Now that employees increasingly don’t have to be in the office, what does it mean to design a workplace that makes them want to make the journey?

Economists are calling it the Great Resignation. The pandemic has had many people rethink the balance of their working lives, either quitting their jobs or switching professions for greater satisfaction. A survey by Microsoft found 41 per cent of global workers are considering a major change this year. In April 2021, a record four million Americans quit their jobs according to the US Department of Labor. These facts have employers rapidly rethinking their benefits offer to keep valued staff on board. Perks can translate into physical space through amenities, but most are looking outdated given the complex issues brought to light by the pandemic. Here are three expert opinions on what people want from their employers and workplaces now. 

Cover and above: The Exchange in Paddington Square is designed with the aim of providing an experience that prioritizes self-improvement, learning and personal growth for workers. Photos: Universal Design Studio

Kim Peters, executive vice president at Great Place to Work, a global certification programme and research-based consulting service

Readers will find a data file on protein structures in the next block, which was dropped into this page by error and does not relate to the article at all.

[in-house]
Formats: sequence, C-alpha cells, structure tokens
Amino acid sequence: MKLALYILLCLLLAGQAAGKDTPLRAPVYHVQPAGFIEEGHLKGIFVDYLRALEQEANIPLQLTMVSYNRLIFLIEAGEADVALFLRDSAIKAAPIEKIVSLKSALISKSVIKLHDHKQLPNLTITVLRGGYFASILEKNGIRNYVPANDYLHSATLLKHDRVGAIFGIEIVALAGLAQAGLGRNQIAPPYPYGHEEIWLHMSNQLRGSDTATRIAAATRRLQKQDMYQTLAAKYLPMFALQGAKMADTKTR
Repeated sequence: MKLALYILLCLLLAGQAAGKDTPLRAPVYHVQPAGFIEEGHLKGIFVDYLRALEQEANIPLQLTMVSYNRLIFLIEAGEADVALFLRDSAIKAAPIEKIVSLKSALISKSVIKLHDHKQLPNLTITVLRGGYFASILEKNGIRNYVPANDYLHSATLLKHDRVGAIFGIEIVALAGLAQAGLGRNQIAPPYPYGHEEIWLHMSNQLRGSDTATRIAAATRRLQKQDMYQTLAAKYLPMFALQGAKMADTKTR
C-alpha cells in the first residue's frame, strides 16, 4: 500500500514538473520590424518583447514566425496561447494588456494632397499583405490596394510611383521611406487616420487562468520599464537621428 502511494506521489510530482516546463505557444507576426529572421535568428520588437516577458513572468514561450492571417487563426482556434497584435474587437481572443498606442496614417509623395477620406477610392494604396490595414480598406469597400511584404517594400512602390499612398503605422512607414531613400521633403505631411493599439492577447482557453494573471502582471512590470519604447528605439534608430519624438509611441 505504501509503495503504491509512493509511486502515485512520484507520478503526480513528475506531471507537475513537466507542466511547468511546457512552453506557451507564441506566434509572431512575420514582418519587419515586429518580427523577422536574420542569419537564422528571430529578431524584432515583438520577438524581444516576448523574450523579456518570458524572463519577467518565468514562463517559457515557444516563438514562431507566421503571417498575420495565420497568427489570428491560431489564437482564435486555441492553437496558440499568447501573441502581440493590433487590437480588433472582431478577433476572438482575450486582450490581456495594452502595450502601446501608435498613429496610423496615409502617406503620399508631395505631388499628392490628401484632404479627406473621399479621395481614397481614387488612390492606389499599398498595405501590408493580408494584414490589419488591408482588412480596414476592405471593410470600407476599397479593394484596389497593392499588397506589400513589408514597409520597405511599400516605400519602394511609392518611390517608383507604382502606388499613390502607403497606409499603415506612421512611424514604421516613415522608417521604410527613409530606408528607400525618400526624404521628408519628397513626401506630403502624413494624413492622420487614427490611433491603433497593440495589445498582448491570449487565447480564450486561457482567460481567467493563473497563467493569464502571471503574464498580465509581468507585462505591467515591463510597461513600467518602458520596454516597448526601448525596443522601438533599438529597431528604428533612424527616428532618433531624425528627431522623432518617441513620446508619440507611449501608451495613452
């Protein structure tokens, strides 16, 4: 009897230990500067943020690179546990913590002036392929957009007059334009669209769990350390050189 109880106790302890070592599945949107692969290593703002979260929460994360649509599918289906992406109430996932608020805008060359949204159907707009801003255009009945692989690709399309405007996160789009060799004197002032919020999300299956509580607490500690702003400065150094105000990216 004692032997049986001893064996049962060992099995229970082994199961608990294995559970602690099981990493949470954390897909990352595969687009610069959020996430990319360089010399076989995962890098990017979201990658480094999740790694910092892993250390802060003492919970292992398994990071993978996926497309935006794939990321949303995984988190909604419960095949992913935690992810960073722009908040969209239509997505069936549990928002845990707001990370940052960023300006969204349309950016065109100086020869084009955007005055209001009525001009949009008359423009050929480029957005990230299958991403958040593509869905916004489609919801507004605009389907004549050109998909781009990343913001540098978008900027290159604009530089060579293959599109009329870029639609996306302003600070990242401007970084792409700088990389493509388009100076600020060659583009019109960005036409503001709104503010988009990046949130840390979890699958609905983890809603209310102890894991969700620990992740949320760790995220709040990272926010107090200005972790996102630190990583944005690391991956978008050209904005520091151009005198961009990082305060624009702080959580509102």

Flexibility is the most meaningful benefit post-pandemic. Employees are continuing to look for opportunities to work when and where it suits them best. Whether it’s from an office, from home, a hybrid of both, at different times of the day due to caregiving duties – for children, for elders or for pets, they want work to be flexible. Perks that support workers with those duties, that make life easier for them, are front and centre right now. Research from our Great Place to Work® Best Workplaces for Parents™ in 2020 list tells us, for example, that companies investing in employees and their families see 5.5 times more revenue growth thanks to great innovation, higher talent retention and increased productivity.

Though it’s not really about perks, post-pandemic employees are also seeking equity, transparency and purpose. For example, we just published the Fortune® Best Workplaces for Millennials™ in 2021 and found that these are the three biggest predictors of employee retention, and especially significant for millennials. When employees are proud to work at a company, feel their job has special meaning and enjoy the work they do, this combination means they are highly engaged in their work that results in lower turnover. This research showed that millennials are nearly four times more likely to intend to leave a job than boomers, and 11 times more likely than Gen Xers.

The Exchange in Paddington Square has integrated multi-functional spaces which can serve as studios for yoga or meditation at one point in the day and then transition for presentations or classes at another. Photo: Universal Design Studio

Barry Ostle, development director at Sellar, a development and design collective in London